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Table 6 Comparison of original ADI model and rADI model conclusion sessions

From: Developing scientific argumentation strategies using revised argument-driven inquiry (rADI) in science classrooms in Thailand

ADI instructional model (2010) (rADI) instructional model
Argumentation session
An argumentation session (Step 4) Engaging in argumentation as a class (Step 7)
 Original: The ADI model emphasizes critique amongst students to determine which claim is the most valid response to questions with previously known answers.
 Revisions: The rADI model uses SSI topics and encourages students to listen to different perspectives and consider why others may express such claims without a need to assume that certain answers must be better than others. Each group is free to update or change their original position as new evidence is presented and the teacher explains the elements of argumentation so that students can apply those elements toward a real-life situation.
Written reports
The creation of a written investigation report by individual students (Step 5) The creation of a written investigation report by groups of students (Step 8)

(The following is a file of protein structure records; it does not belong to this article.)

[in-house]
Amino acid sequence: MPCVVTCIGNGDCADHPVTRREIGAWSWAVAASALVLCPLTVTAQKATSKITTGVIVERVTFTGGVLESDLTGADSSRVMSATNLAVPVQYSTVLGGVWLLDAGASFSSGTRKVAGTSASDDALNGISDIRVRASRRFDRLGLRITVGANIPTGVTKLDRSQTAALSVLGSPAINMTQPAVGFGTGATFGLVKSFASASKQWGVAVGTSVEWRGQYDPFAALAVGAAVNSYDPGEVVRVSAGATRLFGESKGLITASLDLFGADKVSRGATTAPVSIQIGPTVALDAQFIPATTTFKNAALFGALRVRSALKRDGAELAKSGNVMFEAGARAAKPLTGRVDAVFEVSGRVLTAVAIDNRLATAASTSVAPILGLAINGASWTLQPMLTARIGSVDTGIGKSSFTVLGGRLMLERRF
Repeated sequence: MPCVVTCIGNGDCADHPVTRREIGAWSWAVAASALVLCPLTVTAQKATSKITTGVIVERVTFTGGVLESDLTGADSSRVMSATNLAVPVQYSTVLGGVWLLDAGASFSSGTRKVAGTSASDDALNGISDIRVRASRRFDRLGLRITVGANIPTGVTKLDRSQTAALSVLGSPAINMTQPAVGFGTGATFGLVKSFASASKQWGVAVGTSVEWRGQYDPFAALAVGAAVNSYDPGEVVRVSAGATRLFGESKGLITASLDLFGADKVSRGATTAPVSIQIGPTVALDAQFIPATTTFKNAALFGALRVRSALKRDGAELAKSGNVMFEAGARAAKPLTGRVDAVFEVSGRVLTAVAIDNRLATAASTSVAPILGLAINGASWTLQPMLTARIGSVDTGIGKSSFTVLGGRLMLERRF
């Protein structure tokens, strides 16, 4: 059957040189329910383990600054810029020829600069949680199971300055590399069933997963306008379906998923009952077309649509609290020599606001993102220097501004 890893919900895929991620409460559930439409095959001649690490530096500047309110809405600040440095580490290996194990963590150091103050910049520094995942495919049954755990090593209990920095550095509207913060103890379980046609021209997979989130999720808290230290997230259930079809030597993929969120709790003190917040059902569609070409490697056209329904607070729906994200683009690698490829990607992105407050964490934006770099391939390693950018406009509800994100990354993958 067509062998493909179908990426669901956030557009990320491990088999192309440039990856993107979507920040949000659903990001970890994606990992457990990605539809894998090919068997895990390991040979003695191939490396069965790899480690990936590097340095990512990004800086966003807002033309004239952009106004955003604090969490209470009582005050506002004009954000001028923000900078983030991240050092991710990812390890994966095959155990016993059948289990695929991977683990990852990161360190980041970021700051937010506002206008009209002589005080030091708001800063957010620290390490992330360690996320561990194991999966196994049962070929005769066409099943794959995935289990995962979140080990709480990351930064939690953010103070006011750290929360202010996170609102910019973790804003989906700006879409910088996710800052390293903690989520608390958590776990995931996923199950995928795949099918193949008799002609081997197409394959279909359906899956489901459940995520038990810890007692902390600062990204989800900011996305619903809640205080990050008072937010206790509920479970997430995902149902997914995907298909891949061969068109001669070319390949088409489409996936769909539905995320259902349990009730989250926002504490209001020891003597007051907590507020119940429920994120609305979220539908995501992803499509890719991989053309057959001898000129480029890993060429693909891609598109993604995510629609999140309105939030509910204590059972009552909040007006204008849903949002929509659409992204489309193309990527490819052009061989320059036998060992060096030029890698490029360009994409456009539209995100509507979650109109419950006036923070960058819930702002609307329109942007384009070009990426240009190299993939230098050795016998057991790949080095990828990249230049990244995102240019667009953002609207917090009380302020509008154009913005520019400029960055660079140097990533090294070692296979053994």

Original: The ADI model takes an individualistic approach to this step, requiring students to produce their own individual reports and then correct or refine each other’s reports.
 Revisions: The rADI model switched to a group report format to promote democratic teamwork and asks students to collaborate with their own group to help prepare the group’s report and conclusions.
Peer review and revision report
A double-blind peer review (Step 6) Engaging in peer review and revising group reports (Step 9)
The revision of the report (Step 7)
 Original: The ADI model utilizes a double-blind peer review process, where each author submits his or her individual report for assessment without using identifiable personal information until each author get “good” or “excellent” scores.
 Revisions: The rADI model uses only a general peer review and controls for peer bias by having students evaluate other groups’ reports using an objective criteria sheet. This process requires only one revision instead of revision until mastery level.